|As you may be aware, Big I NY and PIANY filed a lawsuit against the New York State Department of Financial Services (DFS) in November of 2018 over an amendment to Regulation 187. We argued that the amendment sets a troubling new standard of “best interest” for life insurance sales, and improperly alters the agent/broker-customer relationship. We are disappointed to report that the court has ruled to uphold the amended regulation.|
We remain concerned that this will have negative impacts on New York’s insurance-buying public, and that this amendment will restrict open, honest discussions with our clients—thus weakening the life insurance market and ultimately harming consumers.
Big I New York and PIANY – who collectively represent thousands of insurance agents and brokers across New York State – are carefully considering all available options.
New rules creating a "best interest" standard for annuity sales became effective August 1, 2019. Insurance carriers, agents and brokers must now comply with the new rules for all transactions related to annuity contracts. The same rules will apply to life insurance sales starting on February 1, 2020.
Visit Big I NY's Life Insurance & Annuities Best Practices (Reg 187) resource page for more information on compliance (you must be logged in to view this page).
Contact Scott Hobson if you have any questions.
This week, Governor Cuomo signed sweeping sexual harassment legislation into law. The legislation includes several significant changes affecting employers in New York.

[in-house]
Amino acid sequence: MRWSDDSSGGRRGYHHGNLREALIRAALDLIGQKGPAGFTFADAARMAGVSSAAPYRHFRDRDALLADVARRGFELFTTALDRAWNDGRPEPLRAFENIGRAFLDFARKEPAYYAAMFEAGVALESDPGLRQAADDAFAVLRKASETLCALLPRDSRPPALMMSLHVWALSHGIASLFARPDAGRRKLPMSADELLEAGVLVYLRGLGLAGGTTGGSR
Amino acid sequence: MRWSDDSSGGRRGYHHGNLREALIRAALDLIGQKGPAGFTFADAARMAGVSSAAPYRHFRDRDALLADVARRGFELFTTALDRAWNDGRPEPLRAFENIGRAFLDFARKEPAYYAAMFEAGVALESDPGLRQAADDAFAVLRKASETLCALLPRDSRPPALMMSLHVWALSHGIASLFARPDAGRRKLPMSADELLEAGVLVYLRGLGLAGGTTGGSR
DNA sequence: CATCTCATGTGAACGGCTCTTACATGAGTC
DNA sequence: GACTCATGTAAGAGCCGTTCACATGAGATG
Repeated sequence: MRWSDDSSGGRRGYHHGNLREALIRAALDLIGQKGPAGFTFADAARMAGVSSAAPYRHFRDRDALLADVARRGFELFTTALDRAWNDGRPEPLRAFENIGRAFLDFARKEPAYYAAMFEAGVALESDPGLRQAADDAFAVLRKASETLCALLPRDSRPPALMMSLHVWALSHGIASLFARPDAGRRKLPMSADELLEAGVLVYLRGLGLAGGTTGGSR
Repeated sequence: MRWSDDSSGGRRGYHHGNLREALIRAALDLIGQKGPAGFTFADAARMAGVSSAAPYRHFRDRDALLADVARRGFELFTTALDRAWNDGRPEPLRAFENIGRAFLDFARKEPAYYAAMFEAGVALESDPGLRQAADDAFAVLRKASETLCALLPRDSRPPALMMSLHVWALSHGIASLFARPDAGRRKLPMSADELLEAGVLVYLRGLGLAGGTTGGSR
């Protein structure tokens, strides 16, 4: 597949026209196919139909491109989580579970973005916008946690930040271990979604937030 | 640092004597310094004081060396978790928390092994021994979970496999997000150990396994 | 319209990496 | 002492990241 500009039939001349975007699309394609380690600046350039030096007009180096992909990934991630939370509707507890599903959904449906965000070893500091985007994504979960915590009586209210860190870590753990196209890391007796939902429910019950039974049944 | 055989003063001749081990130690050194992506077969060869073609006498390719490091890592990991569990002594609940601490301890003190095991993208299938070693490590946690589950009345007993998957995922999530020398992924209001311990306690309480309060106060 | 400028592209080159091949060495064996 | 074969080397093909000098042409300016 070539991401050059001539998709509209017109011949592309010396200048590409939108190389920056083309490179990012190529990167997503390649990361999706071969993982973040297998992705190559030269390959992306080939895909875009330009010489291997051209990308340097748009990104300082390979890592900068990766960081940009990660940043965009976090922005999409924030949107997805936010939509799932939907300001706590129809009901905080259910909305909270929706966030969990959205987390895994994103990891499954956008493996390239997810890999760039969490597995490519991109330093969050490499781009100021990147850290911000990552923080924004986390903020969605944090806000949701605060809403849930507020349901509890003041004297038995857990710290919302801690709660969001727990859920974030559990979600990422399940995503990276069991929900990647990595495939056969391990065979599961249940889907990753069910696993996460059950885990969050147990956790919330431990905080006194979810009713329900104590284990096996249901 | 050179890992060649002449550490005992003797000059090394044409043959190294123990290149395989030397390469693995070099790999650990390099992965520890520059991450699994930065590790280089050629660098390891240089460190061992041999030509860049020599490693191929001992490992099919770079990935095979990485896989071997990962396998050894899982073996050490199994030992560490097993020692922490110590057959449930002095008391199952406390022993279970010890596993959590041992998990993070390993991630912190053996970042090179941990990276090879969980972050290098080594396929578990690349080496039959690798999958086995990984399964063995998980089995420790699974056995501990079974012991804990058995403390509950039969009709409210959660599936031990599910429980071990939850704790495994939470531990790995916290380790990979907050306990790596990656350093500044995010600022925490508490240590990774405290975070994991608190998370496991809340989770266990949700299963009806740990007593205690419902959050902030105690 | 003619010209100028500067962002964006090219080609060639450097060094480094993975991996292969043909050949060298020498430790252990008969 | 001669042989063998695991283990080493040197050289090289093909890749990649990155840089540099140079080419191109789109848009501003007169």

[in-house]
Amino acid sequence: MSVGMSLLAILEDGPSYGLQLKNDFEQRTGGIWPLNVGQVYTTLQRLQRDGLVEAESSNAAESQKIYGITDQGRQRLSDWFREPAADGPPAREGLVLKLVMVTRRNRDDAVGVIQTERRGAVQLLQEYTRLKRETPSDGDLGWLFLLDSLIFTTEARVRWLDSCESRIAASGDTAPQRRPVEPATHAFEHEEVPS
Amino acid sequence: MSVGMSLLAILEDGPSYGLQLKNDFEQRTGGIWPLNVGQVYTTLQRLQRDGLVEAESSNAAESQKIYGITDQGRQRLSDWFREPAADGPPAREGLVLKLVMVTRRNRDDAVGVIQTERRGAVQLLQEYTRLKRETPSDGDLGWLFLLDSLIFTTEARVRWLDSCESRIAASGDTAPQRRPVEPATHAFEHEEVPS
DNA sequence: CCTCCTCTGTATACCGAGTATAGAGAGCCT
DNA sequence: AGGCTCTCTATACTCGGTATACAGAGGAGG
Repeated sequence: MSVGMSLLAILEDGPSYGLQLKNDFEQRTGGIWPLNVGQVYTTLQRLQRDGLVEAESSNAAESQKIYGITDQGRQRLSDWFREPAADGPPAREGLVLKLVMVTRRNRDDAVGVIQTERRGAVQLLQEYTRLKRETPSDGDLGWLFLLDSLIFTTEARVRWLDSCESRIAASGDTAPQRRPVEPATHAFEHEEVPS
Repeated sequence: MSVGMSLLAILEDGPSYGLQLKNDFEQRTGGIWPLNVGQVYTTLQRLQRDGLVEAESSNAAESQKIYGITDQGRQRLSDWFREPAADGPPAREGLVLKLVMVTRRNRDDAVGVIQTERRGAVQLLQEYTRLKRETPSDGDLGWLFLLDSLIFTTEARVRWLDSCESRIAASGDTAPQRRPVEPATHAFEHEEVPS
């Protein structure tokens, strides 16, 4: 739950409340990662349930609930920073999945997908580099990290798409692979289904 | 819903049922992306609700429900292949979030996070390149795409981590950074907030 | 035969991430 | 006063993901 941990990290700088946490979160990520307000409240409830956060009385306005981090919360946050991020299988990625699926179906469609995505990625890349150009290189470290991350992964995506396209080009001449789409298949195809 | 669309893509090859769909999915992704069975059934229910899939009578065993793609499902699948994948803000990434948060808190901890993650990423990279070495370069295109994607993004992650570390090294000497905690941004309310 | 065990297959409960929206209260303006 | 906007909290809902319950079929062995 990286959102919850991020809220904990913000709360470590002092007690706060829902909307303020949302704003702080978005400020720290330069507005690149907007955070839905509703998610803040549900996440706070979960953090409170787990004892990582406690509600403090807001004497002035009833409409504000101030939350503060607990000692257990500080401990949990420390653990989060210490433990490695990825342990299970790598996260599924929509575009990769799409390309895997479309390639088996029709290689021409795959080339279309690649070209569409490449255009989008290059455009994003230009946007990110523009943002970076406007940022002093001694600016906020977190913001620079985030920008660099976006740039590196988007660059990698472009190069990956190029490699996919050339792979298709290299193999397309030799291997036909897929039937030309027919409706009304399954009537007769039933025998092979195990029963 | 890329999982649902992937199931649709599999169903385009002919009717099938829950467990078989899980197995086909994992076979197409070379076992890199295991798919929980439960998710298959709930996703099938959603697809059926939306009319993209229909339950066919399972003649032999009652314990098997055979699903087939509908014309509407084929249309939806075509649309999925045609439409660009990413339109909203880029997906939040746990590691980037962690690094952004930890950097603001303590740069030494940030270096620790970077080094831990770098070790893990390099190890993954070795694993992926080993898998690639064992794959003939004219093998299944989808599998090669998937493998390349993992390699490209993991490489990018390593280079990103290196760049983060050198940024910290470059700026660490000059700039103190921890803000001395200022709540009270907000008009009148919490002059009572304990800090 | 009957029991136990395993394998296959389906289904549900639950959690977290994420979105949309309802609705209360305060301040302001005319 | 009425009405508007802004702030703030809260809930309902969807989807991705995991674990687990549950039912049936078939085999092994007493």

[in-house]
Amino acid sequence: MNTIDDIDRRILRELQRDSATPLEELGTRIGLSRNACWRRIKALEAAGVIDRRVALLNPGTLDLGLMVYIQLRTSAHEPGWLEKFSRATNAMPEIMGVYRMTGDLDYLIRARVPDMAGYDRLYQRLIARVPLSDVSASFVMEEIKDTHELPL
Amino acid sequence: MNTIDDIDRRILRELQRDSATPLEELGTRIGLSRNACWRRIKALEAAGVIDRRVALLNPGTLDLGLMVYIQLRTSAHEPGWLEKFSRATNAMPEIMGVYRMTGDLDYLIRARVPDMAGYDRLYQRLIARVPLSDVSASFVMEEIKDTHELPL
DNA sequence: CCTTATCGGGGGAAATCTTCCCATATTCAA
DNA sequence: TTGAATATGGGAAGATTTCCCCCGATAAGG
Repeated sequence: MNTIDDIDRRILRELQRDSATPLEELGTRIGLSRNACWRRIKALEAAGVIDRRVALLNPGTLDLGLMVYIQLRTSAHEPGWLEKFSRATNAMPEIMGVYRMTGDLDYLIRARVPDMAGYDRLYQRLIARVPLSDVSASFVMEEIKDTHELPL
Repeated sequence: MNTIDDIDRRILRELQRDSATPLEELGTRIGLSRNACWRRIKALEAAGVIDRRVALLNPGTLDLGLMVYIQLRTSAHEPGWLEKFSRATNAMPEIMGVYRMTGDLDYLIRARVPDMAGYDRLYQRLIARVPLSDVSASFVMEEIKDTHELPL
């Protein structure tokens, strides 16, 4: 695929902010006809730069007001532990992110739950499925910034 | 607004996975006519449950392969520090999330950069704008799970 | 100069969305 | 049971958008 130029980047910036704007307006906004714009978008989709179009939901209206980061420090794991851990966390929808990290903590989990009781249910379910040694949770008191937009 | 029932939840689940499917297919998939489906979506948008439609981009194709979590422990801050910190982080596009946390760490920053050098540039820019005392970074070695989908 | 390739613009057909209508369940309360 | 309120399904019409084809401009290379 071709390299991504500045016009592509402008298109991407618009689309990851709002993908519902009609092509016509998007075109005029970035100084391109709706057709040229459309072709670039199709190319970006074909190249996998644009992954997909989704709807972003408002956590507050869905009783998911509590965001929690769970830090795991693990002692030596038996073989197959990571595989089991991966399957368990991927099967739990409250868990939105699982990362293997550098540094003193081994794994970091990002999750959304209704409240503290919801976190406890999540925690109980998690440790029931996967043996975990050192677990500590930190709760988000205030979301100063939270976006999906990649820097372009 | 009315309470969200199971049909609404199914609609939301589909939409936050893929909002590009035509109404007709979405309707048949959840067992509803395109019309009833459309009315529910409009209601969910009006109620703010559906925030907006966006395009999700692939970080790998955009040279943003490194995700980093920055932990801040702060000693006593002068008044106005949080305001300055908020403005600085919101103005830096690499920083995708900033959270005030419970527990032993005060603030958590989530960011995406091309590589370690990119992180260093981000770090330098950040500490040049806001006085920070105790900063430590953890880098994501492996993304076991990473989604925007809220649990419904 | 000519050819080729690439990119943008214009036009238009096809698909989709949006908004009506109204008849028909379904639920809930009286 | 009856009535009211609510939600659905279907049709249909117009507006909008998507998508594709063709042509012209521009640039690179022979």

Elimination of the “Severe and Pervasive" Standard:
Sexual harassment no longer must be demonstrated to be “severe and pervasive" to be legally actionable. The new law re-categorizes sexual harassment as “unlawful discriminatory practices," and allows for legal action when an individual is subject to “inferior terms, conditions, or privileges of employment" due to their membership in a protected class (age, race, creed, color, national origin, sexual orientation, gender identity, military status, sex, disability, predisposing genetic characteristics, familial status, familial status, marital status, domestic violence victim status). Effective October 30, 2019.
More time to file a claim:
The statute of limitations for sexual harassment claims in lengthened from one year to three. Effective August 12, 2020.
Non-disclosure agreements affected:
Prohibits non-disclosure agreements from including language restricting an employee from filing a sexual harassment claim. Effective January 1, 2020.
Notice provided to employees:
Requires that all employers must provide their employees, upon hire and at the time of the annual sexual harassment training, notice containing the employer's sexual harassment policy and information and the information presented at the sexual harassment training. Such notice must be in the employee's primary language. The Commissioner of Labor will create templates of the model sexual harassment policy in various languages. Effective immediately.